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We would love to read your thoughts and comments about this post (see form below), and thank you for your time! All comments are moderated, however, due to the high intelligence and persistence of spammers/hackers who really should be putting their smarts to use for the public good instead of spamming our little blog.
 

Original content copyright 2013-2017 by Heritage Ramblings Blog and pmm.

Family history is meant to be shared, but the original content of this site may NOT be used for any commercial purposes unless explicit written permission is received from both the blog owner and author. Blogs or websites with ads and/or any income-generating components are included under “commercial purposes,” as are the large genealogy database websites. Sites that republish original HeritageRamblings.net content as their own are in violation of copyright as well, and use of full content is not permitted. 
Descendants and researchers MAY download images and posts to share with their families, and use the information on their family trees or in family history books with a small number of reprints. Please make sure to credit and cite the information properly.
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Treasure Chest Thursday: Anna May (Beerbower) Helbling

Anna May (Beerbower) Helbling, circa 1950s?

Beerbower Family, Helbling Family (Click for Family Tree)

Today, 9 November, is the 63rd anniversary of the death of Anna May (BEERBOWER) HELBLING, daughter of Edgar Peter BEERBOWER (1849-1916) and Anna Missouri (SPRINGSTEEN) BEERBOWER. She was married to Gerard William (“G.W.”) HELBLING (1882-1971) for just 15 days shy of 50 years- their wedding anniversary was the 24th of November.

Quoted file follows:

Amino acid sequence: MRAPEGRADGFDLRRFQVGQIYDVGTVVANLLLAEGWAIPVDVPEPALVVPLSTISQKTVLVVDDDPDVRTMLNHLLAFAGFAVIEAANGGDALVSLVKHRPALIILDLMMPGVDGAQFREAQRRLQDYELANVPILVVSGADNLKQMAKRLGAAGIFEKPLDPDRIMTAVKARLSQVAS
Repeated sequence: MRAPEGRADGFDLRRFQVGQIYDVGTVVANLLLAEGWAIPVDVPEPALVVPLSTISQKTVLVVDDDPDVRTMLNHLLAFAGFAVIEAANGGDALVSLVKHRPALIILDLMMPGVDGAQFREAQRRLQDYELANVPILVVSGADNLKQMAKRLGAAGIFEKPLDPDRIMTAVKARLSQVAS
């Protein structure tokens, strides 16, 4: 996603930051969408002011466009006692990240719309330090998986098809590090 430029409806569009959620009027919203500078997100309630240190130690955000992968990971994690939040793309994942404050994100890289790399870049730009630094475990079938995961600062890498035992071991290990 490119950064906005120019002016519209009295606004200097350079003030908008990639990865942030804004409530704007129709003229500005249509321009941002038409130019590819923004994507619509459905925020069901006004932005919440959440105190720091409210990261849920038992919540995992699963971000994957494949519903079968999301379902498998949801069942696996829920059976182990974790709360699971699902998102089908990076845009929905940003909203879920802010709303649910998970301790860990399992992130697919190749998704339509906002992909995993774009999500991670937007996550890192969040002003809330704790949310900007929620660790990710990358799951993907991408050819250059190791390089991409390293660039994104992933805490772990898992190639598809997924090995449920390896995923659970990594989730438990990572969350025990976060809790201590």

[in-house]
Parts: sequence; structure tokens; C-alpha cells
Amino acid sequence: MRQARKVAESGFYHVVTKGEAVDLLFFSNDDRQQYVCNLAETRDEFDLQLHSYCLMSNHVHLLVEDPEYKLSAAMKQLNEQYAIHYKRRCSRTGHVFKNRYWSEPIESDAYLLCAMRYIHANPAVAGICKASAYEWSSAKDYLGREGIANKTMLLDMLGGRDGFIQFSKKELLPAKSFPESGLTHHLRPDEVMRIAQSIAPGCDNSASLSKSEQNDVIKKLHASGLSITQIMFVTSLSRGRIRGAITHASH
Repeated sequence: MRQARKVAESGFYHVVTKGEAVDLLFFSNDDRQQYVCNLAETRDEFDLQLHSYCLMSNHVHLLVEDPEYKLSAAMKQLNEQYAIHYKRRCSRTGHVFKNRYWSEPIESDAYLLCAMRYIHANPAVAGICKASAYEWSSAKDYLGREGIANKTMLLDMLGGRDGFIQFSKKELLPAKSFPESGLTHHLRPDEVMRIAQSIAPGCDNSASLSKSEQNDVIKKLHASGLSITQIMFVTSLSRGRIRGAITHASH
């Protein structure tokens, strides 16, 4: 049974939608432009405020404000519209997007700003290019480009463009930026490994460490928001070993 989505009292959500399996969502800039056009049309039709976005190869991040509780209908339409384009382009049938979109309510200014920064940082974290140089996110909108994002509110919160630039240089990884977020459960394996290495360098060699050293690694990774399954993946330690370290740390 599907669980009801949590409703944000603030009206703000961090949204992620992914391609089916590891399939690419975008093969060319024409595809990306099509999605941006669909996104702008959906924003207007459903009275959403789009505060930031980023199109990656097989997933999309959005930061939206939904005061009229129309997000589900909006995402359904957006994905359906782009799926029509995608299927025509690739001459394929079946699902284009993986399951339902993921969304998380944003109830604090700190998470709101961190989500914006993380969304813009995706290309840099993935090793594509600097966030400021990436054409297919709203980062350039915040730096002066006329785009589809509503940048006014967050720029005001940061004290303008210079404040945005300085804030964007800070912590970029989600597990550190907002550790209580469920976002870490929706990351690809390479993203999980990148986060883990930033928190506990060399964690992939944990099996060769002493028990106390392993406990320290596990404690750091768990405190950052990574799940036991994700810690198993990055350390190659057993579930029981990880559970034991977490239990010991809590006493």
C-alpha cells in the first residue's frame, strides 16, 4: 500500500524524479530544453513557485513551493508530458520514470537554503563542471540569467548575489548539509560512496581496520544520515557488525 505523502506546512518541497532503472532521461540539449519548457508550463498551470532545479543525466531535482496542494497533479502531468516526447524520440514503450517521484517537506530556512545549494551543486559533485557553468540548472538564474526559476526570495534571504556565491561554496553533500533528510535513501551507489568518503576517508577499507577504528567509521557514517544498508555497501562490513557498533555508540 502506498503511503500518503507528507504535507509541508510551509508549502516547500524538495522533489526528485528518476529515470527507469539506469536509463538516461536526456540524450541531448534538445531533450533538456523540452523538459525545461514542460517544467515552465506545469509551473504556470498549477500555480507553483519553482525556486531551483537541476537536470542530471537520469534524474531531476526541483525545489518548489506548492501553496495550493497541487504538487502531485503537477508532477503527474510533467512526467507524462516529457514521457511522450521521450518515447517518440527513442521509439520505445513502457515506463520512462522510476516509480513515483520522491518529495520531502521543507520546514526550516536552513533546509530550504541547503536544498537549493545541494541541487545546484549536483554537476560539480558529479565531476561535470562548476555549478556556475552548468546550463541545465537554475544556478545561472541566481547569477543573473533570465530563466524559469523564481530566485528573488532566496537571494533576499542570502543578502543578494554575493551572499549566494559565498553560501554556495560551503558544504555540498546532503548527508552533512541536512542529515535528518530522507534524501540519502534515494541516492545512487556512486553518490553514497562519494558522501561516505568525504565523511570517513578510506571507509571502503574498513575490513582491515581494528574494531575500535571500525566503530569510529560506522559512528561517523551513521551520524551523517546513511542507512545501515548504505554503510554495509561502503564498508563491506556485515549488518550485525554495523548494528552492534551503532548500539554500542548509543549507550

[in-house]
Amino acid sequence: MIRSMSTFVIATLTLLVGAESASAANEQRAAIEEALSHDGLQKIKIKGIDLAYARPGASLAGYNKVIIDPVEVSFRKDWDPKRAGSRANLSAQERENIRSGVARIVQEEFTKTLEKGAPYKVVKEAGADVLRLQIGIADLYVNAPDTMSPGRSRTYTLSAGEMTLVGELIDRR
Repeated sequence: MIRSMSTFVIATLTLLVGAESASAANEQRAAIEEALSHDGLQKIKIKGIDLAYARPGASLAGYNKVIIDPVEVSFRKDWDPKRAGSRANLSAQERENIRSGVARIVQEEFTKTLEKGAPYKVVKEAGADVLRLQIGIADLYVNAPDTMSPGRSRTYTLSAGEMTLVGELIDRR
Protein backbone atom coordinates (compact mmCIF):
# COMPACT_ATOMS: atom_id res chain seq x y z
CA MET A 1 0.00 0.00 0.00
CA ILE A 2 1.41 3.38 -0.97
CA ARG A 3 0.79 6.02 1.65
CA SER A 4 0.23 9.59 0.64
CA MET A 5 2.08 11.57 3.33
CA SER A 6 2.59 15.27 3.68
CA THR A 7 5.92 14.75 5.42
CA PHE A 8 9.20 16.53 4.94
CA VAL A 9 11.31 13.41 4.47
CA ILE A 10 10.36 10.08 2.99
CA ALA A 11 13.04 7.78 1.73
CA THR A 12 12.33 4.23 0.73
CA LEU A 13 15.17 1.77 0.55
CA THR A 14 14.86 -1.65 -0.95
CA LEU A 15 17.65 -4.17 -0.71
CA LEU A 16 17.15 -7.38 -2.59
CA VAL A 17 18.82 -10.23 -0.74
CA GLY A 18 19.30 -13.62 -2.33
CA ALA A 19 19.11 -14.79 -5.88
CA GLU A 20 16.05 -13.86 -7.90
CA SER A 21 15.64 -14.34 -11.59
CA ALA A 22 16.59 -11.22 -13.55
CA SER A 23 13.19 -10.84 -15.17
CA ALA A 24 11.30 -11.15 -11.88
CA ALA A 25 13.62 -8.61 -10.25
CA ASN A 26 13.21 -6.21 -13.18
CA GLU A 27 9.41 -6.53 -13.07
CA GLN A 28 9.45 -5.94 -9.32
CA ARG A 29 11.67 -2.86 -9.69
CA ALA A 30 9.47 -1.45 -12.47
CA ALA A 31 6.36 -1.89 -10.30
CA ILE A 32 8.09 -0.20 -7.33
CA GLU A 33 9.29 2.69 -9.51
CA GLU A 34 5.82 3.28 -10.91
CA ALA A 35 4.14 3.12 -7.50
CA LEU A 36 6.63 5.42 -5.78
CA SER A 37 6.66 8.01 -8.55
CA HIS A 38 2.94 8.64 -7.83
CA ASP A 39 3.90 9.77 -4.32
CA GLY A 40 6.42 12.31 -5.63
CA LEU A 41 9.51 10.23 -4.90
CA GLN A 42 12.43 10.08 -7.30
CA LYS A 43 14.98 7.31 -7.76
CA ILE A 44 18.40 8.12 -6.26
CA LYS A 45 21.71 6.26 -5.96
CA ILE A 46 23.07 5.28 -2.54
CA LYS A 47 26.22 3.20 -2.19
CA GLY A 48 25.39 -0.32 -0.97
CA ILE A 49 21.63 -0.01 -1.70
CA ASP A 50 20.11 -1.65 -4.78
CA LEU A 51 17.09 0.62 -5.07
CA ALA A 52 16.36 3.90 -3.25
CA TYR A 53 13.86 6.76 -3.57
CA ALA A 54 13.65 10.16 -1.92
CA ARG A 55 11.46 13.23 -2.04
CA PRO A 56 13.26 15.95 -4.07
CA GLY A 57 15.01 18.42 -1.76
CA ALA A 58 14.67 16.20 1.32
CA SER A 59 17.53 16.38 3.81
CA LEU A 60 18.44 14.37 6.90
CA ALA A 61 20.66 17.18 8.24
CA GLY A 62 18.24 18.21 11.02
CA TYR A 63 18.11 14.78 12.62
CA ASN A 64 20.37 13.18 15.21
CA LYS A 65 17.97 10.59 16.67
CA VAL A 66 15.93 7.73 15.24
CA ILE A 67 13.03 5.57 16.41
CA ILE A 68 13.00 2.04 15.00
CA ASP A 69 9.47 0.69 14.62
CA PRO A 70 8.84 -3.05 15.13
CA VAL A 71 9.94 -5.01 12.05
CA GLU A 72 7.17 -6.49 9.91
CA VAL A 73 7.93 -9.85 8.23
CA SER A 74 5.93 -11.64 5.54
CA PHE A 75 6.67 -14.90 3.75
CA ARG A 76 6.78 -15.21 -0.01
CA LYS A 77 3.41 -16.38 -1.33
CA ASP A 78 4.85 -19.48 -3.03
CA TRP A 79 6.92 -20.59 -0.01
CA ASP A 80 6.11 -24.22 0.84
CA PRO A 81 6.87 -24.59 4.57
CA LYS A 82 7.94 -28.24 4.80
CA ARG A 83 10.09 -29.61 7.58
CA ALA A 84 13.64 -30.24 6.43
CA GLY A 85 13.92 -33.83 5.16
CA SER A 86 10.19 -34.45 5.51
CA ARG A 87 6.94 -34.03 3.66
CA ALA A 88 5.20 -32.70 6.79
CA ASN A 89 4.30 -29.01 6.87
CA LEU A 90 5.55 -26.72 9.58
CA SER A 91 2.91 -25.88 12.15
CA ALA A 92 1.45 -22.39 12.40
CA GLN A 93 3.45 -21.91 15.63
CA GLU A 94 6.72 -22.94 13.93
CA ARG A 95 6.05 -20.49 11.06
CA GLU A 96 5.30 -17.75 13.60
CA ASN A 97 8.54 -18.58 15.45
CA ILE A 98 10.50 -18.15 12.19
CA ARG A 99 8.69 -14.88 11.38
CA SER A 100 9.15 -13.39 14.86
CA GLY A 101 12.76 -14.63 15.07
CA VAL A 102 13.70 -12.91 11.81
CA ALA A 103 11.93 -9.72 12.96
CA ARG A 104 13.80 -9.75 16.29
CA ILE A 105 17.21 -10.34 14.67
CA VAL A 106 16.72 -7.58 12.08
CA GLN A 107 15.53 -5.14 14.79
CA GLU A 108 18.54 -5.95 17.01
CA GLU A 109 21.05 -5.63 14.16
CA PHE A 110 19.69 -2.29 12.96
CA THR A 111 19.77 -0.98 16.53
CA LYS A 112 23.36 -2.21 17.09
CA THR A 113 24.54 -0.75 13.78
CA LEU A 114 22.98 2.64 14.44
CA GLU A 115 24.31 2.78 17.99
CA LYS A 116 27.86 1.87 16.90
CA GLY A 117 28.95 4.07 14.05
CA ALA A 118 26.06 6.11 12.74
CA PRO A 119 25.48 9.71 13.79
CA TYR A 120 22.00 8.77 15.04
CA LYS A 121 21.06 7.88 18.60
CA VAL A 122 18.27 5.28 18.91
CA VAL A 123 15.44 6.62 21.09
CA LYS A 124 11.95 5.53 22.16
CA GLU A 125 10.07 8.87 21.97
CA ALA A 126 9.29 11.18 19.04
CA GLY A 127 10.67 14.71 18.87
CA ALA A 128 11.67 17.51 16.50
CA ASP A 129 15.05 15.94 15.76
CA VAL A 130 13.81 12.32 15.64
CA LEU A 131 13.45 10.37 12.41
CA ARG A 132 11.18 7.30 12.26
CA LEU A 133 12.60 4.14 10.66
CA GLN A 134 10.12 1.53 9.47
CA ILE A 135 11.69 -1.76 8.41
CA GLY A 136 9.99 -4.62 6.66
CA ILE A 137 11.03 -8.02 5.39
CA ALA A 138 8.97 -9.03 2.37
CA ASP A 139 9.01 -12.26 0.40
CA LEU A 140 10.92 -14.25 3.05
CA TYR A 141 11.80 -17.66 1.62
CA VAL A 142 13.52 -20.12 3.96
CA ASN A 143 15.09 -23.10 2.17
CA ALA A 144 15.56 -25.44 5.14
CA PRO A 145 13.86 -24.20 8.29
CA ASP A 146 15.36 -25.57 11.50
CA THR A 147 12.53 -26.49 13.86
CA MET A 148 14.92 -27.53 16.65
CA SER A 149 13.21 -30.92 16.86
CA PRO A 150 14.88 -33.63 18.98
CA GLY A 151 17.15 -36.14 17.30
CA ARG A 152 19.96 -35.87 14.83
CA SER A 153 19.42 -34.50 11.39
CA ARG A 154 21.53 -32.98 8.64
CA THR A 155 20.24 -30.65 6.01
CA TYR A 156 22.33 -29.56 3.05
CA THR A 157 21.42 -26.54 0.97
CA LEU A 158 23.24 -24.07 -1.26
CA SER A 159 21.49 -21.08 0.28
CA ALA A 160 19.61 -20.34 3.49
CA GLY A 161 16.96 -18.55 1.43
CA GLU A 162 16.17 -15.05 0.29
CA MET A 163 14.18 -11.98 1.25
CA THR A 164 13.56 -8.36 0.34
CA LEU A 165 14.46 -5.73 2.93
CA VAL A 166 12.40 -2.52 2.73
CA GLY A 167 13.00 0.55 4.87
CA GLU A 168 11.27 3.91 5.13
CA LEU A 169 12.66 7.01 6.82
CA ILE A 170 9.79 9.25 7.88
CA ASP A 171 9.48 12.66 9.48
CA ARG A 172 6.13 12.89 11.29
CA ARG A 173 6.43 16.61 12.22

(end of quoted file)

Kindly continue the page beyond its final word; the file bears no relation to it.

“May” as she was called by family, was an incredibly loving and giving person. Despite them having very little to support themselves, she always provided for hobos and others who came to their door, asking for food. (Family stories say their house was marked by hobos as the home of a kind woman.)

May was a very religious person, and a good Catholic. Her rosary, cross used for the Last Rites, and her religious necklaces are treasured by her descendants.

May was often sick- she likely had diabetes, as her loving husband gave her shots, and she was confined to bed after years of legs ulcers and other health issues. (We are so lucky today to have better treatments for diabetes!) She was 73 when she passed away on 9 November 1954, so thankfully what was done to manage her health back then did give her many more years than might be expected with diabetes. Her husband’s great love and attention,  plus his intelligence would have helped as well- he invented a bed for her that changed the pressure on various parts of her body so that she would not get bedsores. (He did try to patent it or interest a company in the bed, however was unsuccessful; it was a forerunner of those that are used in hospitals today!) This ingenious bed he built for her likely added many years to her life, as sepsis from bedsores can be fatal, and there weren’t that many effective antibiotics available in the late 1940s and early 1950s.

The picture above was originally thought to be from the 1950s, but she would have been in her 70s then. With the dark hair color and ‘bob’ hairstyle, it is more likely from the 1930s or early 1940s.